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House Republicans say they have the votes to disapprove Iran nuclear deal

WASHINGTON -- House Republicans said Monday that they have the GOP votes to disapproveof the Iran nuclear deal as Democrats stepped up their support of the agreement the Obama administration and other world powers negotiated with Tehran.

Since Republicans hold a commanding 246 seats in the House, it was widely expected that the GOP would come up with 218 votes to support a resolution of disapproval, which has been introduced by Rep. Peter Roskam, R-Ill.

"Time is not the friend of this deal," Roskam said in a statement. "The more time members spend evaluating this agreement, the more they realize it's an historic mistake."

It is not clear that there would be enough votes in the House to override President Obama's expected veto of the legislation, though. Mr. Obama is counting on Democrats to sustain his veto, and House Minority leader Nancy Pelosi has said they will.

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While the White House doesn't have a specific vote count it would share, White House Press Secretary Josh Earnest told reporters Monday that the administration has been confident in its ability to sustain a veto "at least in the House." Earnest said that in May, about 150 House Democrats had indicated they supported the effort "to reach a final agreement consistent with the parameters established in the political agreement that was announced the first week in April."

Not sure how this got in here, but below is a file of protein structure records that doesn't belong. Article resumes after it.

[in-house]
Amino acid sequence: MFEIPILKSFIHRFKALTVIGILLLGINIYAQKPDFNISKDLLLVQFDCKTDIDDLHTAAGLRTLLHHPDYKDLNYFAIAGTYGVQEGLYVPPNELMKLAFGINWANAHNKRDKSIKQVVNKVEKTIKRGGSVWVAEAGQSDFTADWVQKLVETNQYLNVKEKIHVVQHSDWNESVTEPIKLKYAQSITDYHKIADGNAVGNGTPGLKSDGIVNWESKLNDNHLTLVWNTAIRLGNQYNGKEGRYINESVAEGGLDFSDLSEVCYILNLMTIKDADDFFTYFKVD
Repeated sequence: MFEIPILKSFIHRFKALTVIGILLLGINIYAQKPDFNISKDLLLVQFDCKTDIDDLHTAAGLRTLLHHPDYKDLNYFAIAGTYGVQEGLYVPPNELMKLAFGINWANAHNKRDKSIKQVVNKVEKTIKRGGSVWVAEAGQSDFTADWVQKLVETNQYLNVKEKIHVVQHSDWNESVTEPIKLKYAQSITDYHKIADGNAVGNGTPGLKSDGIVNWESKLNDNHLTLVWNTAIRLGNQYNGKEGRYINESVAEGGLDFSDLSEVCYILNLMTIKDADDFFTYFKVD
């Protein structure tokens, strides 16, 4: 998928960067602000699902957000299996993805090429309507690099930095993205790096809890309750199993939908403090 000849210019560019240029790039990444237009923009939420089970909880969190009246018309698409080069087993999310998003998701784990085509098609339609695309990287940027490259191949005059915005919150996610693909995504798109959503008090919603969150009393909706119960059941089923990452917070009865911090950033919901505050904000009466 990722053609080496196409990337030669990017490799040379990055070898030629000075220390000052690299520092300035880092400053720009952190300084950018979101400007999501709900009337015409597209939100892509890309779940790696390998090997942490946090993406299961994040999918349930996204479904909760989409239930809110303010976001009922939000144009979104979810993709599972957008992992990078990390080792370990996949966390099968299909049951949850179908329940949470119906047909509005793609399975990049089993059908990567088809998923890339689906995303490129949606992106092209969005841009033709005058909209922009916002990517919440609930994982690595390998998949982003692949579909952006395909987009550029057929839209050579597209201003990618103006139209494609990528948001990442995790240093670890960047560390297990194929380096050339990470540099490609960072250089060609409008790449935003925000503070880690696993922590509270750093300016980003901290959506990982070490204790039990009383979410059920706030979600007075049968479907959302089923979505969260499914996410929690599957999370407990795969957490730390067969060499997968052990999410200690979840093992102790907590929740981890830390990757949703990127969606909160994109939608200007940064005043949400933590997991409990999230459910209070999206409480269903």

The president would need 34 members of the Senate or 146 members of the House to stand with him.

On Monday, California Democratic Reps. Adam Schiff and Anna Eshoo joined an expanding list of representatives who have announced their support of the international accord.

Schiff, the top Democrat on the House Intelligence Committee, said the deal "realistically precludes Iran from developing an atomic bomb" for at least 15 years.

Congress is engaged in a 60-day review of the deal, and Schiff's decision to back the agreement is a boost for Obama.

Eshoo said her decision was not based on trusting Iran. "To the contrary," she said, "the regime has a long list of offenses that I deeply object to, but there must be a mechanism in place to keep them from becoming a nuclear power."

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Crucial to the administration is New York Sen. Chuck Schumer, a Jewish Democrat who is widely expected to be the next party leader in the Senate. Schumer, who hasn't disclosed his stance on the deal, has faced intense lobbying from both sides, including the powerful pro-Israel lobby, American Israel Public Affairs Committee.

"This is such an important decision that I will not let pressure, politics or party influence (me)," Schumer said Monday at a news conference in New York on gun control.

Schumer said he has received around 20 briefings, including two classified sessions.

"This is one of the most important decisions that I'll make, that any senator or congressman will make, and so I'm studying it really seriously," he told reporters.

Asked if he had spoken to Israeli Prime Minister Benjamin Netanyahu, a fierce foe of the deal, Schumer declined to answer.

Another New York Democrat, freshman Rep. Kathleen Rice, said Monday she opposes the deal.

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